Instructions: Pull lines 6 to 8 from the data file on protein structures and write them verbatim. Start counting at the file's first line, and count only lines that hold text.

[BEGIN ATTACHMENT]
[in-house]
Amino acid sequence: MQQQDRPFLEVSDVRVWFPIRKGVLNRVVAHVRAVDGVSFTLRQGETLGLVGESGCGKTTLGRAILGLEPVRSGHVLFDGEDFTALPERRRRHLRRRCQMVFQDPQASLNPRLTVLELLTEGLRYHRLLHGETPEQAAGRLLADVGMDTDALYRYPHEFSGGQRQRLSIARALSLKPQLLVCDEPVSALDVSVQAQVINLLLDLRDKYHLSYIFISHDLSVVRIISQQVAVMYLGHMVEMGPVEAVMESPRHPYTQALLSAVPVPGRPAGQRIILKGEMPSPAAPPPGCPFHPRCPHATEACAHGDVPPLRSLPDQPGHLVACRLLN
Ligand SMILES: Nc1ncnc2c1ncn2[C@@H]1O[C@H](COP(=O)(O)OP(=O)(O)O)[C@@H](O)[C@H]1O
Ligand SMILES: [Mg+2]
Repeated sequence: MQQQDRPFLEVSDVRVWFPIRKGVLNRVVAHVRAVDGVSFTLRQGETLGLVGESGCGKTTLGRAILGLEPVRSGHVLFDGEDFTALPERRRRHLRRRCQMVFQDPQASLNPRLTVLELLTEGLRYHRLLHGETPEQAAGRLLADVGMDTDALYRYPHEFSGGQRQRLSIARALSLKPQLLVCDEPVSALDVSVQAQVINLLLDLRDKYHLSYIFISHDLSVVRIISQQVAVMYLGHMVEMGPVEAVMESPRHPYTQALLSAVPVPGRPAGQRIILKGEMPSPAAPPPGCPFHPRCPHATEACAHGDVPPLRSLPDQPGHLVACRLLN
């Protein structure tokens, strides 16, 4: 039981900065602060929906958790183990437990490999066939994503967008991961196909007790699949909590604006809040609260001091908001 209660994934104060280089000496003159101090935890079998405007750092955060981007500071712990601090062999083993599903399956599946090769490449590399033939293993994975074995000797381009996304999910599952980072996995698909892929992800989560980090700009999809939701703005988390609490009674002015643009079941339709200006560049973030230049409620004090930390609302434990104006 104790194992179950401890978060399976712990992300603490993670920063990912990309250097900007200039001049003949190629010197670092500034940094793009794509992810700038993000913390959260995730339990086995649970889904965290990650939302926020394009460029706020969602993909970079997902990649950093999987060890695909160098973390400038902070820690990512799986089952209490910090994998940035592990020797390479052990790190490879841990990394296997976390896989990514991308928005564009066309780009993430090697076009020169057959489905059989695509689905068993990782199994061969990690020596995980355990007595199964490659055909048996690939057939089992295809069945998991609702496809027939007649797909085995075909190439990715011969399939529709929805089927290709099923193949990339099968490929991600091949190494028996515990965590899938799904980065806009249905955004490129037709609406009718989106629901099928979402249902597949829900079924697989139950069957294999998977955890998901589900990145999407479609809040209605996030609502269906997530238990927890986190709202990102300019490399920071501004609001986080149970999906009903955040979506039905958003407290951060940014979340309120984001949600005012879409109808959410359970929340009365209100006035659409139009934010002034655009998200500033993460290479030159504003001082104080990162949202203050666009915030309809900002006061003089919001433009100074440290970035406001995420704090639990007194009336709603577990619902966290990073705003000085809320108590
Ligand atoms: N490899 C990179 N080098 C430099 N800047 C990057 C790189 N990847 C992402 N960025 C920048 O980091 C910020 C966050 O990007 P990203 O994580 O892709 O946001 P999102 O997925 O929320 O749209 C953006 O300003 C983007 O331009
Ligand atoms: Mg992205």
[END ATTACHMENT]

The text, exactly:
């Protein structure tokens, strides 16, 4: 039981900065602060929906958790183990437990490999066939994503967008991961196909007790699949909590604006809040609260001091908001 209660994934104060280089000496003159101090935890079998405007750092955060981007500071712990601090062999083993599903399956599946090769490449590399033939293993994975074995000797381009996304999910599952980072996995698909892929992800989560980090700009999809939701703005988390609490009674002015643009079941339709200006560049973030230049409620004090930390609302434990104006 104790194992179950401890978060399976712990992300603490993670920063990912990309250097900007200039001049003949190629010197670092500034940094793009794509992810700038993000913390959260995730339990086995649970889904965290990650939302926020394009460029706020969602993909970079997902990649950093999987060890695909160098973390400038902070820690990512799986089952209490910090994998940035592990020797390479052990790190490879841990990394296997976390896989990514991308928005564009066309780009993430090697076009020169057959489905059989695509689905068993990782199994061969990690020596995980355990007595199964490659055909048996690939057939089992295809069945998991609702496809027939007649797909085995075909190439990715011969399939529709929805089927290709099923193949990339099968490929991600091949190494028996515990965590899938799904980065806009249905955004490129037709609406009718989106629901099928979402249902597949829900079924697989139950069957294999998977955890998901589900990145999407479609809040209605996030609502269906997530238990927890986190709202990102300019490399920071501004609001986080149970999906009903955040979506039905958003407290951060940014979340309120984001949600005012879409109808959410359970929340009365209100006035659409139009934010002034655009998200500033993460290479030159504003001082104080990162949202203050666009915030309809900002006061003089919001433009100074440290970035406001995420704090639990007194009336709603577990619902966290990073705003000085809320108590
Ligand atoms: N490899 C990179 N080098 C430099 N800047 C990057 C790189 N990847 C992402 N960025 C920048 O980091 C910020 C966050 O990007 P990203 O994580 O892709 O946001 P999102 O997925 O929320 O749209 C953006 O300003 C983007 O331009
Ligand atoms: Mg992205």